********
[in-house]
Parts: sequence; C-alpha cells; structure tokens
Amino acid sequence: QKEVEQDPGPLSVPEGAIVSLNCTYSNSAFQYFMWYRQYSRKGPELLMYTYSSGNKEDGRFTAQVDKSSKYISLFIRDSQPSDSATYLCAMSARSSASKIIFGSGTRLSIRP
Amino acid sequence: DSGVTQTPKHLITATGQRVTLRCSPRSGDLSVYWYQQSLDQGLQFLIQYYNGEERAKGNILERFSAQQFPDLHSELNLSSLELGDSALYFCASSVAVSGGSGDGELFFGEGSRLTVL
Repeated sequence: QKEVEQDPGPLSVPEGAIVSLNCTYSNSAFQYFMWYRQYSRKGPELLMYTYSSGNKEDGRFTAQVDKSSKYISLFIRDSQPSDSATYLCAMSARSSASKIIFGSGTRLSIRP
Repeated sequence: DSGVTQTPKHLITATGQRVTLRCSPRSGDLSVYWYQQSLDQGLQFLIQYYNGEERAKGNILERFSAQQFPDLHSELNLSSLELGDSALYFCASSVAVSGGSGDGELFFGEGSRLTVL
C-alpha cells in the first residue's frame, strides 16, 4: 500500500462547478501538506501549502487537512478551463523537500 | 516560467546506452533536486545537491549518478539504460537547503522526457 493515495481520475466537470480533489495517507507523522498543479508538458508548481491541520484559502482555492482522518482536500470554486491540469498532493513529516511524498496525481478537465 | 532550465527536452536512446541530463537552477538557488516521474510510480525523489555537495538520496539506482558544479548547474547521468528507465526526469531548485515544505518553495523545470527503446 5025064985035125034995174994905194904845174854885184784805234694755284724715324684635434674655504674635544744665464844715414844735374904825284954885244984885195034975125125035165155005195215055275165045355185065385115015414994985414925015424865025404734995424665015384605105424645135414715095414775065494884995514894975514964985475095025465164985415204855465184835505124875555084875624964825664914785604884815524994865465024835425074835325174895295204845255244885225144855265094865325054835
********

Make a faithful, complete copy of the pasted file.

[in-house]
Parts: sequence; C-alpha cells; structure tokens
Amino acid sequence: QKEVEQDPGPLSVPEGAIVSLNCTYSNSAFQYFMWYRQYSRKGPELLMYTYSSGNKEDGRFTAQVDKSSKYISLFIRDSQPSDSATYLCAMSARSSASKIIFGSGTRLSIRP
Amino acid sequence: DSGVTQTPKHLITATGQRVTLRCSPRSGDLSVYWYQQSLDQGLQFLIQYYNGEERAKGNILERFSAQQFPDLHSELNLSSLELGDSALYFCASSVAVSGGSGDGELFFGEGSRLTVL
Repeated sequence: QKEVEQDPGPLSVPEGAIVSLNCTYSNSAFQYFMWYRQYSRKGPELLMYTYSSGNKEDGRFTAQVDKSSKYISLFIRDSQPSDSATYLCAMSARSSASKIIFGSGTRLSIRP
Repeated sequence: DSGVTQTPKHLITATGQRVTLRCSPRSGDLSVYWYQQSLDQGLQFLIQYYNGEERAKGNILERFSAQQFPDLHSELNLSSLELGDSALYFCASSVAVSGGSGDGELFFGEGSRLTVL
C-alpha cells in the first residue's frame, strides 16, 4: 500500500462547478501538506501549502487537512478551463523537500 | 516560467546506452533536486545537491549518478539504460537547503522526457 493515495481520475466537470480533489495517507507523522498543479508538458508548481491541520484559502482555492482522518482536500470554486491540469498532493513529516511524498496525481478537465 | 532550465527536452536512446541530463537552477538557488516521474510510480525523489555537495538520496539506482558544479548547474547521468528507465526526469531548485515544505518553495523545470527503446 5025064985035125034995174994905194904845174854885184784805234694755284724715324684635434674655504674635544744665464844715414844735374904825284954885244984885195034975125125035165155005195215055275165045355185065385115015414994985414925015424865025404734995424665015384605105424645135414715095414775065494884995514894975514964985475095025465164985415204855465184835505124875555084875624964825664914785604884815524994865465024835425074835325174895295204845255244885225144855265094865325054835